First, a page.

Temptation has arisen for reeling Barcelona.
Forget Antoine Griezmann or Matthijs de Ligt. A former flame has rekindled their interest.
Paris Saint-Germain’s, apparent, desire to rid themselves of Neymar and his escalating problems has provided an intriguing twist to the La Liga champions’ summer transfer plans.
What better way to stop the ruptures caused by their Anfield humiliation than reunite the most electric attack club football has ever seen?
The allure is clear. Even if the Parisians’ world-record €222 million outlay must be recouped, plus wages far in excess of those earned when winning eight trophies and scoring 105 times from 185 run-outs between 2013-17.
Barca, however, should look beyond the obvious.
The exuberant Brazilian forward’s phenomenal gifts made his signature from Santos essential six years ago – whatever the institutional cost. This time, far more cogent arguments exist to pass up the opportunity than press on with it.
Magic appears when the ball is under Neymar’s sway. Flamboyant dribbling is allied with remarkable – and utterly ruthless – efficiency when chances appear.
An outstanding ratio of 60 strikes in 97 Brazil appearances speaks volumes. He should overtake the iconic Pele well before his 30th birthday as the grandest scorer in his nation’s history.
Neymar’s exploits in Catalonia have, also, continued in Paris. In Ligue 1 alone since he joined, 20 assists and 34 goals have been registered across 37 games.
These are figures that will make director of football Eric Abidal salivate.
The inexperienced administrator, however, should pay more attention to words than statistics when it comes to Neymar.
A transfer dance began this week when PSG president Nasser Al-Khelaifi told France Football that “I do not want to have any celebrity behaviour anymore” and “I want players proud to wear our jersey, not players who do the job when it suits them”.
Incendiary remarks that do not require rare acuity to determine whom they were directed at. Especially when the same interview contained a proclamation that France upstart Kylian Mbappe will “200 per cent” be at Parc des Princes for 2019/20.
Neymar picked up a three-match ban in May for lashing out at a supporter after defeat to Rennes in the Coupe de France showpiece. He will also miss half of next term’s Champions League group-stage matches because of a ban incurred for an Instagram rant in the immediate aftermath of PSG’s round-of-16 elimination at Manchester United’s hands.
Then there is the perceived special treatment that saw him, reportedly, lambaste ex-PSG boss Unai Emery’s video sessions to Al-Khelaifi, plus the growing entourage that follows him across the globe.
There is also the worrying fact that either through injury or other means, he’s been present for only 51.8 per cent of PSG’s fixtures since August 2017’s game-changing arrival.
Why stake so much on a player that you cannot entrust to perform?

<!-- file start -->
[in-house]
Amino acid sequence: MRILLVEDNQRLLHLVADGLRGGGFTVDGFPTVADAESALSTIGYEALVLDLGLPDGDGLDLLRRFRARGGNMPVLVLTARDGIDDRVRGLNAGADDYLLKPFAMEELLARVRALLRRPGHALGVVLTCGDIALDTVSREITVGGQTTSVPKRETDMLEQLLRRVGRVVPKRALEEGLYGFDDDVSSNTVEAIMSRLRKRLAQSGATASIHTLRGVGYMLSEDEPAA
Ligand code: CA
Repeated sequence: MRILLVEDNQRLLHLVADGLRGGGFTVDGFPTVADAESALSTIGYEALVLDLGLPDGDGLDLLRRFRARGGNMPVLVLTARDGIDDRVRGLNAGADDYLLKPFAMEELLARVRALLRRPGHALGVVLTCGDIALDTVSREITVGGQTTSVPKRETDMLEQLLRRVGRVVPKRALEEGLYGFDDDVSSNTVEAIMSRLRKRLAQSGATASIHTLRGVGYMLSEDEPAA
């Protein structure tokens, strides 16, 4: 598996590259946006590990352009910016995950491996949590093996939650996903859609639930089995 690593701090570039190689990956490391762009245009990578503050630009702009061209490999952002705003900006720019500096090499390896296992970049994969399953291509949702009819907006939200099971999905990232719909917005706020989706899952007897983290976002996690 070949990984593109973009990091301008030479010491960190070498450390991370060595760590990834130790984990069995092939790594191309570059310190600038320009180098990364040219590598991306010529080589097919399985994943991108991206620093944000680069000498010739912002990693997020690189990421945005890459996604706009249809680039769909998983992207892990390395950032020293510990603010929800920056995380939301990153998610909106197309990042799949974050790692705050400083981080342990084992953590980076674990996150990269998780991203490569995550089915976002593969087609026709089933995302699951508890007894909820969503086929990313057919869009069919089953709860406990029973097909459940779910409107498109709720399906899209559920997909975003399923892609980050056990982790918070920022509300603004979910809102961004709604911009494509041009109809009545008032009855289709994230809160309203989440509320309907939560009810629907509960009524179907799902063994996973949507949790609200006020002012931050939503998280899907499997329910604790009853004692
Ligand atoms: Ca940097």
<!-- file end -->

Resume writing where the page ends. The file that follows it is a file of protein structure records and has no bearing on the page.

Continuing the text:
Even before his latest fitness problem, Brazil boss Tite, tellingly, chose to strip him of the captaincy for the 2019 Copa America.
Ego was present at Barca. It is the fuel that burns his furnace.
The question his prospective employers – be that the Catalans, Real Madrid or Manchester United – have to ask themselves, is whether it is now completely out of control?
This is especially pertinent for Barca, where Lionel Messi is the undisputed king.
Neymar was unflinchingly deferential to him in the past. Will he be the same now he’s had a taste of life away from the Argentina icon’s shadow?
There is also the small matter of reintegrating into a dressing room stung by his departure. It’s doubtful proud centre-back Gerard Pique has forgotten the now infamous “Se queda” (he stays) tweet…
Barca’s pre-eminence in Spain also affords them the ability to plan strategically. Youth has been injected into midfield through Brazil’s Arthur and the Netherlands’ Frenkie de Jong.
Overtures for Atletico Madrid’s Griezmann make sense, because he is younger than resident centre forward Luis Suarez.
Great patience, faith and expense was handed to Ousmane Dembele as replacement for Neymar two years ago. Minus some suspect punctuality, the 22-year-old France winger now justifies this gentle approach.
His spot on the left wing in head coach Ernesto Valverde’s 4-3-3 formation, however, would be ceded to the returning Neymar. A player five years his senior.
The idea of using Dembele in a makeweight to lighten PSG’s cash demands screams of suspect short-termism.
There is pressure building at Camp Nou after eternal rivals Real Madrid lavished more than €300m in 2019.
Neymar’s cache as a bona fide superstar and lost idol would instantly calm some fears about usurpation. Even more so than Griezmann, who elicits mixed reaction in the club’s faithful.
But Barca must ignore the noise, sticking on the path they were forced to choose when Neymar stunningly decided to allow his release clause to be exercised.
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